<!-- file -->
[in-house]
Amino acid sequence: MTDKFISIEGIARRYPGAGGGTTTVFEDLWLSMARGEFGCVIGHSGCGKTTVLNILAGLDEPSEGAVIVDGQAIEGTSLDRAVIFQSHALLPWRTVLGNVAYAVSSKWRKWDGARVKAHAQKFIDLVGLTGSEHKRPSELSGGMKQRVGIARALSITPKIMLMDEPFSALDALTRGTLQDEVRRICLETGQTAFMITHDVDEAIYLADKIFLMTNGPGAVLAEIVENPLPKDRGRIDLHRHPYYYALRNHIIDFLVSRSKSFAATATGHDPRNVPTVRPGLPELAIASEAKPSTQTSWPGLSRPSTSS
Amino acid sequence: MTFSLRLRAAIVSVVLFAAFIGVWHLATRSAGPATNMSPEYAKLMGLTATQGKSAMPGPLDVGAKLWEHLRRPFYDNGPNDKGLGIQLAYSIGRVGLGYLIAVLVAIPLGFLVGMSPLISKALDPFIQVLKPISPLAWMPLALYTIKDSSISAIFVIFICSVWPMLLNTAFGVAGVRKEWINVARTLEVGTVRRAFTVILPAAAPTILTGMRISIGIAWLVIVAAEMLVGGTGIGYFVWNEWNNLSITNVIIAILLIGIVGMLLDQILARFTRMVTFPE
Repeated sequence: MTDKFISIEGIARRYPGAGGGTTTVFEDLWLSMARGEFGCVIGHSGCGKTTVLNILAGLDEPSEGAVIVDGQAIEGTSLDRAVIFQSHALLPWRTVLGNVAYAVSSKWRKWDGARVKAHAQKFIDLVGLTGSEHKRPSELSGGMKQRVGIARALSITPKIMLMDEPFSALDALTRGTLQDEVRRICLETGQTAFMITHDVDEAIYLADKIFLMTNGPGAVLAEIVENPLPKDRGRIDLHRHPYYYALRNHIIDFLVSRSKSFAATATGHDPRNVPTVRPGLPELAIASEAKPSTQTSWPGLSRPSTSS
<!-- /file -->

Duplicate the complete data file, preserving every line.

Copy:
[in-house]
Amino acid sequence: MTDKFISIEGIARRYPGAGGGTTTVFEDLWLSMARGEFGCVIGHSGCGKTTVLNILAGLDEPSEGAVIVDGQAIEGTSLDRAVIFQSHALLPWRTVLGNVAYAVSSKWRKWDGARVKAHAQKFIDLVGLTGSEHKRPSELSGGMKQRVGIARALSITPKIMLMDEPFSALDALTRGTLQDEVRRICLETGQTAFMITHDVDEAIYLADKIFLMTNGPGAVLAEIVENPLPKDRGRIDLHRHPYYYALRNHIIDFLVSRSKSFAATATGHDPRNVPTVRPGLPELAIASEAKPSTQTSWPGLSRPSTSS
Amino acid sequence: MTFSLRLRAAIVSVVLFAAFIGVWHLATRSAGPATNMSPEYAKLMGLTATQGKSAMPGPLDVGAKLWEHLRRPFYDNGPNDKGLGIQLAYSIGRVGLGYLIAVLVAIPLGFLVGMSPLISKALDPFIQVLKPISPLAWMPLALYTIKDSSISAIFVIFICSVWPMLLNTAFGVAGVRKEWINVARTLEVGTVRRAFTVILPAAAPTILTGMRISIGIAWLVIVAAEMLVGGTGIGYFVWNEWNNLSITNVIIAILLIGIVGMLLDQILARFTRMVTFPE
Repeated sequence: MTDKFISIEGIARRYPGAGGGTTTVFEDLWLSMARGEFGCVIGHSGCGKTTVLNILAGLDEPSEGAVIVDGQAIEGTSLDRAVIFQSHALLPWRTVLGNVAYAVSSKWRKWDGARVKAHAQKFIDLVGLTGSEHKRPSELSGGMKQRVGIARALSITPKIMLMDEPFSALDALTRGTLQDEVRRICLETGQTAFMITHDVDEAIYLADKIFLMTNGPGAVLAEIVENPLPKDRGRIDLHRHPYYYALRNHIIDFLVSRSKSFAATATGHDPRNVPTVRPGLPELAIASEAKPSTQTSWPGLSRPSTSS